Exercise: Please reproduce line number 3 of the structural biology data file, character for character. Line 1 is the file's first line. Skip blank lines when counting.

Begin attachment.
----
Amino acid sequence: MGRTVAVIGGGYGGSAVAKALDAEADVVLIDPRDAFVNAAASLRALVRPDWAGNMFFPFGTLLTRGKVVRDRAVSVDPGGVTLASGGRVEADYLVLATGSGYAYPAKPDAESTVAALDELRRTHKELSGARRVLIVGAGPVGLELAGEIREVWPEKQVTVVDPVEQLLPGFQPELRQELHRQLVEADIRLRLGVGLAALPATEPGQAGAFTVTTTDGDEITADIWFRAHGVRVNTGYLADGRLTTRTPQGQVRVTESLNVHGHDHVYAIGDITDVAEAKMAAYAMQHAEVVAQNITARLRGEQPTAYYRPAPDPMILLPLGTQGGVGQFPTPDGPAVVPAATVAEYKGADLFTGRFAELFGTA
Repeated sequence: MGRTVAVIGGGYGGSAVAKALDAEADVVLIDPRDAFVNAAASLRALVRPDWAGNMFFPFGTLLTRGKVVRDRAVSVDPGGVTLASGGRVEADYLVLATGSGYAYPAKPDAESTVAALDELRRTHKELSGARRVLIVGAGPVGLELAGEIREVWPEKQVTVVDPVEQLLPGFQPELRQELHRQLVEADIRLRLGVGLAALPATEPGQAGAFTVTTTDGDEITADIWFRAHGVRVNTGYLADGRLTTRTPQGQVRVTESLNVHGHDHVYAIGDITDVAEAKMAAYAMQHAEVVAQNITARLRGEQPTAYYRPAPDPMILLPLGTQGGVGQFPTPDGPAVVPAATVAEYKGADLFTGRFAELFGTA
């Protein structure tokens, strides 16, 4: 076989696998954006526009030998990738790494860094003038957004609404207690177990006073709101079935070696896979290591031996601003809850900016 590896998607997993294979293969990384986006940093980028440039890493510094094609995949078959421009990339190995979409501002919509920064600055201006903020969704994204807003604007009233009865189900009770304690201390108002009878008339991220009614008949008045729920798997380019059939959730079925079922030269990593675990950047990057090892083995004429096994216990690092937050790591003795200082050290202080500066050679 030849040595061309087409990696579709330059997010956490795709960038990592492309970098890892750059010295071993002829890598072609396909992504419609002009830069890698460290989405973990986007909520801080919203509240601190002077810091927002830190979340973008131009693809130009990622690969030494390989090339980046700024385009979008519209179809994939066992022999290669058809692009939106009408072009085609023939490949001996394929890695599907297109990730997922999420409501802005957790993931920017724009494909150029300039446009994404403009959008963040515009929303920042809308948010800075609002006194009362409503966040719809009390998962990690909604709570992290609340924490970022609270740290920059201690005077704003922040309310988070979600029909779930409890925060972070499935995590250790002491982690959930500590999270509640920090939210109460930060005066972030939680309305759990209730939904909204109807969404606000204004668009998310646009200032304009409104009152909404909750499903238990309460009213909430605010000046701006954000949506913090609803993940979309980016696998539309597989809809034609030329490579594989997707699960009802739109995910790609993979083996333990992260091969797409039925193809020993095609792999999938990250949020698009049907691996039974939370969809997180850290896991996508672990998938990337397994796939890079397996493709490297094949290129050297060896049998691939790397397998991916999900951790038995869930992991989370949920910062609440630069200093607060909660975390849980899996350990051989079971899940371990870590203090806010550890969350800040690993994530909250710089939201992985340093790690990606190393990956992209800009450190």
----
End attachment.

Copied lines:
């Protein structure tokens, strides 16, 4: 076989696998954006526009030998990738790494860094003038957004609404207690177990006073709101079935070696896979290591031996601003809850900016 590896998607997993294979293969990384986006940093980028440039890493510094094609995949078959421009990339190995979409501002919509920064600055201006903020969704994204807003604007009233009865189900009770304690201390108002009878008339991220009614008949008045729920798997380019059939959730079925079922030269990593675990950047990057090892083995004429096994216990690092937050790591003795200082050290202080500066050679 030849040595061309087409990696579709330059997010956490795709960038990592492309970098890892750059010295071993002829890598072609396909992504419609002009830069890698460290989405973990986007909520801080919203509240601190002077810091927002830190979340973008131009693809130009990622690969030494390989090339980046700024385009979008519209179809994939066992022999290669058809692009939106009408072009085609023939490949001996394929890695599907297109990730997922999420409501802005957790993931920017724009494909150029300039446009994404403009959008963040515009929303920042809308948010800075609002006194009362409503966040719809009390998962990690909604709570992290609340924490970022609270740290920059201690005077704003922040309310988070979600029909779930409890925060972070499935995590250790002491982690959930500590999270509640920090939210109460930060005066972030939680309305759990209730939904909204109807969404606000204004668009998310646009200032304009409104009152909404909750499903238990309460009213909430605010000046701006954000949506913090609803993940979309980016696998539309597989809809034609030329490579594989997707699960009802739109995910790609993979083996333990992260091969797409039925193809020993095609792999999938990250949020698009049907691996039974939370969809997180850290896991996508672990998938990337397994796939890079397996493709490297094949290129050297060896049998691939790397397998991916999900951790038995869930992991989370949920910062609440630069200093607060909660975390849980899996350990051989079971899940371990870590203090806010550890969350800040690993994530909250710089939201992985340093790690990606190393990956992209800009450190």